Without this time-saving device, I guess many host countries might not be able to find enough qualified volunteers to do coordination, or the scripts might take much longer to mark. Having a small number of coordinators is good for another reason: they can assure a high level of consistency and fairness across all contestants. The obvious downside to the system is that some serious debate can ensue when team leaders push for more than the coordinators feel they deserve!
I’ll never forget the Israeli team leader – I can’t remember his name but he was legendary for arguing with coordinators, and we had to call for assistance (from Tony Gardiner, as it happens). He wanted some partial credit for making partial progress, so I could see his point of view, but we’d already given a number of other contestants 0 for the same partial progress, and couldn’t go back. It didn’t stop him persisting! We were assigned to question 2, geometry, and it was fascinating seeing the same problem solved in so many languages. I’ll never forget Thailand, with the most ridiculously pretty handwriting you could imagine, Japan with their ugly but technically impressive brute-force solutions (assigning coordinates to point positions and using algebra, rather than the expected pure geometric approach), and Israel – not just for the haggling but for the only right-to-left maths I’ve seen (there’s something rather disturbing about having implications flow to the left!)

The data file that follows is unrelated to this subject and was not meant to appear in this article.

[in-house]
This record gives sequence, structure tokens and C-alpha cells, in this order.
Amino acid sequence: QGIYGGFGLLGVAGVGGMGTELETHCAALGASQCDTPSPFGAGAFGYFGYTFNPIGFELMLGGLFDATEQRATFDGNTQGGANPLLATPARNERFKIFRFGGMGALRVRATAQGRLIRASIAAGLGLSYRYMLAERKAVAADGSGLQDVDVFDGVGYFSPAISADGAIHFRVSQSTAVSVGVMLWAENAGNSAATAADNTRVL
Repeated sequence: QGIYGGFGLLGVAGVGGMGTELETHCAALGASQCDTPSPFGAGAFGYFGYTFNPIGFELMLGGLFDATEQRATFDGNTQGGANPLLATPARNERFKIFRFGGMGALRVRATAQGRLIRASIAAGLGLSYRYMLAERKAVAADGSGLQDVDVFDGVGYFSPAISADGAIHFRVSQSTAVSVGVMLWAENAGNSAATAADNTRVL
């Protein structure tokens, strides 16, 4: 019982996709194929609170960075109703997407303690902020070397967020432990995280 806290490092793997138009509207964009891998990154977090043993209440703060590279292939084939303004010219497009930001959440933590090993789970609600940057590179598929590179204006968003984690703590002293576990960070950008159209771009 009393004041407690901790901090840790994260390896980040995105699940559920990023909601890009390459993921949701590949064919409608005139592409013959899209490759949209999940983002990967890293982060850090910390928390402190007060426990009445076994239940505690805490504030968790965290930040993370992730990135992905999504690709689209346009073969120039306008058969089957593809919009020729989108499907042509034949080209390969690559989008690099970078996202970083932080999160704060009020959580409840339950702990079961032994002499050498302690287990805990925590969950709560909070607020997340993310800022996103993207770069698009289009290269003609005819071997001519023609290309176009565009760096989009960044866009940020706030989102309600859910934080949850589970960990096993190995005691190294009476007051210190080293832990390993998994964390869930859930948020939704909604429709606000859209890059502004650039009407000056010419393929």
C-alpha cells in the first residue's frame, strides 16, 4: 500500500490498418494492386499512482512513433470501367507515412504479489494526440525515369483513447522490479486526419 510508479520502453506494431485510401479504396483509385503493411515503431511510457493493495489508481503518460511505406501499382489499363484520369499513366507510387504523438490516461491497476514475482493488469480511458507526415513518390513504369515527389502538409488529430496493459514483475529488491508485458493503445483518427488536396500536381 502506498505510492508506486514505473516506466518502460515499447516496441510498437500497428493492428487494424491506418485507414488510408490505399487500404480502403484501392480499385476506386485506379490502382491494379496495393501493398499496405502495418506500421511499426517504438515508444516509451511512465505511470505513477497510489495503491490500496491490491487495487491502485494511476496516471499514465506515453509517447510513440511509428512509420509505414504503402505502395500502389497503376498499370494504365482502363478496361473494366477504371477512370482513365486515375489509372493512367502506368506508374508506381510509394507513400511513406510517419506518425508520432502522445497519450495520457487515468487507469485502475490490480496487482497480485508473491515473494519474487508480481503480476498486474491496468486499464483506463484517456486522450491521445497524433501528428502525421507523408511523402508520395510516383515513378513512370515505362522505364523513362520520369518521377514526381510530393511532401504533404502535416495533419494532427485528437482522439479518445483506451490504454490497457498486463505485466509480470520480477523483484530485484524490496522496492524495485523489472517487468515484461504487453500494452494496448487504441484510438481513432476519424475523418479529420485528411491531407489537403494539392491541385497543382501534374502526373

Anyway, I’ve digressed somewhat, but if you want to see what IMO problems are like, why not take a look at this year’s questions – it was just a few days ago. If you like interesting problems, they’re well worth a go; I think this year seems perhaps slightly easier than usual, and there are several questions which are highly accessible, in that they don’t need much knowledge. In particular, 2 and 4 need nothing more than basic high school algebra, and 5 just the ability to count (ok, so knowing the basics of binomial coefficients is recommended!). I wouldn’t recommend trying 3 or 6 (the last question on each paper is typically significantly harder), and although 1 isn’t too hard by IMO standards, the diagram is a bugger to draw and you really need to know a few theorems about triangles and circles to stand a chance. Give a question reasonable time – the exams are long for a reason – but if you haven’t done olympiads before, you probably won’t get far 😉 Once you’ve had enough, the answers can easily be found with Google – or drop a comment and I’ll provide a couple of hints …
Olympiad problems are a huge amount of fun, and you get to see the essence of what maths is all about, without years of study. There’s a full spectrum of difficulty levels to ease you in before IMO level. I strongly recommend this book:
It’s based on the British Olympiads (so it’s not too hard), contains a concise introduction to all the theory you need, references to further reading on specific topics, and some wonderful hints rather than just solutions – a much better way to enjoy the problems! 😉